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Back: Portability Infrastructure
Forward: Memory Management
 
FastBack: A Sample Shell Application
Up: Portability Infrastructure
FastForward: Library Implementation
Top: Autoconf, Automake, and Libtool
Contents: Table of Contents
Index: Index
About: About this document

9.2.1.1 Error Management

A good place to start with any project design is the error management facility. In Sic I will use a simple group of functions to display simple error messages. Here is `sic/error.h':

 
#ifndef SIC_ERROR_H
#define SIC_ERROR_H 1

#include <sic/common.h>

BEGIN_C_DECLS

extern const char *program_name;
extern void set_program_name (const char *argv0);

extern void sic_warning      (const char *message);
extern void sic_error        (const char *message);
extern void sic_fatal        (const char *message);

END_C_DECLS

#endif /* !SIC_ERROR_H */

This header file follows the principles set out in 9.1.2 C Header Files.

I am storing the program_name variable in the library that uses it, so that I can be sure that the library will build on architectures that don't allow undefined symbols in libraries(12).

Keeping those preprocessor macro definitions designed to aid code portability together (in a single file), is a good way to maintain the readability of the rest of the code. For this project I will put that code in `common.h':

 
#ifndef SIC_COMMON_H
#define SIC_COMMON_H 1

#if HAVE_CONFIG_H
#  include <config.h>
#endif

#include <stdio.h>
#include <sys/types.h>

#if STDC_HEADERS
#  include <stdlib.h>
#  include <string.h>
#elif HAVE_STRINGS_H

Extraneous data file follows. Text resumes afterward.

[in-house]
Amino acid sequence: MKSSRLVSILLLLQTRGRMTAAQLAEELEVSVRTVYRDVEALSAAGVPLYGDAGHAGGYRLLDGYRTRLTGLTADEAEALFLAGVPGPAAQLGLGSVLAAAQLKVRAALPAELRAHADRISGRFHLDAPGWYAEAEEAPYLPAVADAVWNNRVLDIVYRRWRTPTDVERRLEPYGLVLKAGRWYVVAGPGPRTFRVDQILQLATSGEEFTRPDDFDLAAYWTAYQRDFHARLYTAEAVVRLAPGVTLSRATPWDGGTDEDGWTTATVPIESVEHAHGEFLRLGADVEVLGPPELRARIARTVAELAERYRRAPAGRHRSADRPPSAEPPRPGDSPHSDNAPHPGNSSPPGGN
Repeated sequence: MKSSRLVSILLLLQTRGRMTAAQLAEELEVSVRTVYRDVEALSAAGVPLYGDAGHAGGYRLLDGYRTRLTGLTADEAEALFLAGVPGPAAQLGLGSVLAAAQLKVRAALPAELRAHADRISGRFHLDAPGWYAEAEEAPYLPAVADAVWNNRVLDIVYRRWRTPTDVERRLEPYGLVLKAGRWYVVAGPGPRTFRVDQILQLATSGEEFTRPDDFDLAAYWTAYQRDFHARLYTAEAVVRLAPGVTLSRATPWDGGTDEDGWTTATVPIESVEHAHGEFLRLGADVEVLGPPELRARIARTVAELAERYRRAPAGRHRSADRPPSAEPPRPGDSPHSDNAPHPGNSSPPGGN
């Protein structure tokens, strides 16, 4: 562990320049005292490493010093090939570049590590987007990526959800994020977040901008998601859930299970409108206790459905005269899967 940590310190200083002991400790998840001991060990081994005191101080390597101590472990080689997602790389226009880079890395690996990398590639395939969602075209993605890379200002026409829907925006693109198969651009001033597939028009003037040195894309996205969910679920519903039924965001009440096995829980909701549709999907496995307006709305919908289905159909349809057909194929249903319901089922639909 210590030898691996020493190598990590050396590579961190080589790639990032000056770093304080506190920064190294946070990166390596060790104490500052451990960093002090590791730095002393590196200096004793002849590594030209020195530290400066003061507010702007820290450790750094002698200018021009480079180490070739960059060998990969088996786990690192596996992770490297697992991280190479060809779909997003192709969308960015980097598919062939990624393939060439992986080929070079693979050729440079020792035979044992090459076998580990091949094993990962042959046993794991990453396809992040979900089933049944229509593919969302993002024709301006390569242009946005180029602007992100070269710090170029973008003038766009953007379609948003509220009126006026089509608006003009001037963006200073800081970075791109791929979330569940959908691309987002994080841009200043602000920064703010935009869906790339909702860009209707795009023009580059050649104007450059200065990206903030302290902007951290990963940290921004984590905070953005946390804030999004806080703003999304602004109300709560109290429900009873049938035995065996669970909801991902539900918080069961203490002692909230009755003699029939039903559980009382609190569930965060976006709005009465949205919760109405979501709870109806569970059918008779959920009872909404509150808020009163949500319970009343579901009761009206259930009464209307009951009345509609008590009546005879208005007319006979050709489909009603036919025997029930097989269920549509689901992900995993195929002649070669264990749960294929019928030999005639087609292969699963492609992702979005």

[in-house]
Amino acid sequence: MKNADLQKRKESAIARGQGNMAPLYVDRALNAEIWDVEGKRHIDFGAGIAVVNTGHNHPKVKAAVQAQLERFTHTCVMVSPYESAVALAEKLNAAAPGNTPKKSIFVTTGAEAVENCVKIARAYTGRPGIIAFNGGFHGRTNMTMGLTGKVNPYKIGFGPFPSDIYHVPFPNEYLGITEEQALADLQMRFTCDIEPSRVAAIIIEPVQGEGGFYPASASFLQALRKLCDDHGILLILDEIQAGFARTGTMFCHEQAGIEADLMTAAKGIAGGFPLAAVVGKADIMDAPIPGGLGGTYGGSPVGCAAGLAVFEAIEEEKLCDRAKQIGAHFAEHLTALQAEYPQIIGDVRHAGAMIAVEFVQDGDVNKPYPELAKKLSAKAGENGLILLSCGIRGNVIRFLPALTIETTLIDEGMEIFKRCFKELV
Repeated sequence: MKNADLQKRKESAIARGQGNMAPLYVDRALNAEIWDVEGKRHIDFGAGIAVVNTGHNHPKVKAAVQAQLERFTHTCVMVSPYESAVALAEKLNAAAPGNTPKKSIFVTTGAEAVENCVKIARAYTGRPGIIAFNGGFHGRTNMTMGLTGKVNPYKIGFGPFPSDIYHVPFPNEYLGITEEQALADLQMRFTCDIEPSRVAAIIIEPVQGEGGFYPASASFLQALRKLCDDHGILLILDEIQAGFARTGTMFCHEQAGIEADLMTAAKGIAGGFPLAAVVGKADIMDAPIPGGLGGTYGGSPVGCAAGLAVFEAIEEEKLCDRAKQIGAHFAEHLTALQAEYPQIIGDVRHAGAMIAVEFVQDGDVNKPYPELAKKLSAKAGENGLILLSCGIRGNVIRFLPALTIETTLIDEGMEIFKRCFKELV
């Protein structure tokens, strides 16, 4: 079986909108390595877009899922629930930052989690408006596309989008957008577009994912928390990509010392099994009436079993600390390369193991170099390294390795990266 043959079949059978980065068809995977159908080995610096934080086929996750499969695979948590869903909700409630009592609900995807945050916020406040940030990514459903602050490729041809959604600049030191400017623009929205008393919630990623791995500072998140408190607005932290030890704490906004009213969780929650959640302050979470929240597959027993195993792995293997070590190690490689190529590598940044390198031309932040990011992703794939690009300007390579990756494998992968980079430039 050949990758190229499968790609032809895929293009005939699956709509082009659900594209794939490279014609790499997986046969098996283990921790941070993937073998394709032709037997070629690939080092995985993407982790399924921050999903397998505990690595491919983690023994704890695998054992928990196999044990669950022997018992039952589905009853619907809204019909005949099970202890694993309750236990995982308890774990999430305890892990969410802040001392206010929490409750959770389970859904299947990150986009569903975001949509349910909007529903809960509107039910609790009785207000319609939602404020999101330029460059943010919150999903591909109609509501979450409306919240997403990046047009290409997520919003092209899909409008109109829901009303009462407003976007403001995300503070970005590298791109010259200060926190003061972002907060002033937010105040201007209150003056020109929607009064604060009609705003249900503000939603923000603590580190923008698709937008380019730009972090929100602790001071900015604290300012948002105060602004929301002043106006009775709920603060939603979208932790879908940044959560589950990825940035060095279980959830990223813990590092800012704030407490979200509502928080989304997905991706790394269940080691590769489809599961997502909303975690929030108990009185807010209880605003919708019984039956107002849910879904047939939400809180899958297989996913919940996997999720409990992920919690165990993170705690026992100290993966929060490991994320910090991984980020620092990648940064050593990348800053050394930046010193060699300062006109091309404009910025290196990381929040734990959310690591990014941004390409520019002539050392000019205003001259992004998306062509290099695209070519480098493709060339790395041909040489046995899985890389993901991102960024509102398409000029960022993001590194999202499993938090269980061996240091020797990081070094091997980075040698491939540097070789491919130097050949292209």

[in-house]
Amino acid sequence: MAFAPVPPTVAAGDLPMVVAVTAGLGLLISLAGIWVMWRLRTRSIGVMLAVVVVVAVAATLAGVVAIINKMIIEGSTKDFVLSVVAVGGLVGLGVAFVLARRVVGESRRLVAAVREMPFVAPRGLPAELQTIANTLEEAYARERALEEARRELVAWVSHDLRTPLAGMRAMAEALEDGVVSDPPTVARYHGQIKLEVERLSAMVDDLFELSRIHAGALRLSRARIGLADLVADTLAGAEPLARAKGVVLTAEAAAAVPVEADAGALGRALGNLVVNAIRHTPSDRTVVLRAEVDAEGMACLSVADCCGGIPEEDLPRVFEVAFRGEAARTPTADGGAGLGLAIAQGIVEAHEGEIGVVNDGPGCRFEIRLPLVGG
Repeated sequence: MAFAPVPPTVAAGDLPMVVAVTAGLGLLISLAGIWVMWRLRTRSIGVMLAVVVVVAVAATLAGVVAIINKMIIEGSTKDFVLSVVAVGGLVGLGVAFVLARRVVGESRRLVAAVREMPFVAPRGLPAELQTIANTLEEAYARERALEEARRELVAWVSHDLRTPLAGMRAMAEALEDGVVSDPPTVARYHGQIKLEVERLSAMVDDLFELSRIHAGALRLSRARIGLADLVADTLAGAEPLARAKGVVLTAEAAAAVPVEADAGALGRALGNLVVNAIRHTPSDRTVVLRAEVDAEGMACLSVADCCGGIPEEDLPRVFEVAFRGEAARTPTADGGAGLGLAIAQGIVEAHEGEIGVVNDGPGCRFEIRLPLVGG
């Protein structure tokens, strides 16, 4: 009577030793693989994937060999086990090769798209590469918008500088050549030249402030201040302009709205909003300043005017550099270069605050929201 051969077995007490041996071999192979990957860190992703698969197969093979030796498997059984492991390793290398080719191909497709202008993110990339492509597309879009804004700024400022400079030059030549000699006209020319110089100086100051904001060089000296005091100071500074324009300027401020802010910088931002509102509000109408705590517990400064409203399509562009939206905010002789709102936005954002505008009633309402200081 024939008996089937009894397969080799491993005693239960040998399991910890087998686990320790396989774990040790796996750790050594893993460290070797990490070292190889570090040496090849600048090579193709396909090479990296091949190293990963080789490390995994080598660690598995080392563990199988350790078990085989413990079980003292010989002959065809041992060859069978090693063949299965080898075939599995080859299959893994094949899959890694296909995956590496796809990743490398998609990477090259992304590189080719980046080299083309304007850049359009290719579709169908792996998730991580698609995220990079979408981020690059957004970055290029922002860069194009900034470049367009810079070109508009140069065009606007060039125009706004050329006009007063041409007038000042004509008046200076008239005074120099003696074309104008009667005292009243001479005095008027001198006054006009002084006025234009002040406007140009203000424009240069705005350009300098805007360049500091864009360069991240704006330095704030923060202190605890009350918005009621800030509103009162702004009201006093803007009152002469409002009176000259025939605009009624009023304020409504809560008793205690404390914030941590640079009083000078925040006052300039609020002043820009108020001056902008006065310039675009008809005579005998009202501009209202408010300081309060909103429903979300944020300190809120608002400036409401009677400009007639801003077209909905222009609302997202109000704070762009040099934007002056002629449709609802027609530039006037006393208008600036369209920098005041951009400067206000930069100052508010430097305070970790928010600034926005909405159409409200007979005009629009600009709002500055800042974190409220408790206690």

#  include <strings.h>
#endif /*STDC_HEADERS*/

#if HAVE_UNISTD_H
#  include <unistd.h>
#endif

#if HAVE_ERRNO_H
#  include <errno.h>
#endif /*HAVE_ERRNO_H*/
#ifndef errno
/* Some systems #define this! */
extern int errno;
#endif

#endif /* !SIC_COMMON_H */

You may recognise some snippets of code from the Autoconf manual here--- in particular the inclusion of the project `config.h', which will be generated shortly. Notice that I have been careful to conditionally include any headers which are not guaranteed to exist on every architecture. The rule of thumb here is that only `stdio.h' is ubiquitous (though I have never heard of a machine that has no `sys/types.h'). You can find more details of some of these in section `Existing Tests' in The GNU Autoconf Manual.

Here is a little more code from `common.h':

 
#ifndef EXIT_SUCCESS
#  define EXIT_SUCCESS  0
#  define EXIT_FAILURE  1
#endif

The implementation of the error handling functions goes in `error.c' and is very straightforward:

 
#if HAVE_CONFIG_H
#  include <config.h>
#endif

#include "common.h"
#include "error.h"

static void error (int exit_status, const char *mode, 
                   const char *message);

static void
error (int exit_status, const char *mode, const char *message)
{
  fprintf (stderr, "%s: %s: %s.\n", program_name, mode, message);

  if (exit_status >= 0)
    exit (exit_status);
}

void
sic_warning (const char *message)
{
  error (-1, "warning", message);
}

void
sic_error (const char *message)
{
  error (-1, "ERROR", message);
}

void
sic_fatal (const char *message)
{
  error (EXIT_FAILURE, "FATAL", message);
}

I also need a definition of program_name; set_program_name copies the filename component of path into the exported data, program_name. The xstrdup function just calls strdup, but aborts if there is not enough memory to make the copy:

 
const char *program_name = NULL;

void
set_program_name (const char *path)
{
  if (!program_name)
    program_name = xstrdup (basename (path));
}



This document was generated by Gary V. Vaughan on February, 8 2006 using texi2html

 
 
  Published under the terms of the Open Publication License Design by Interspire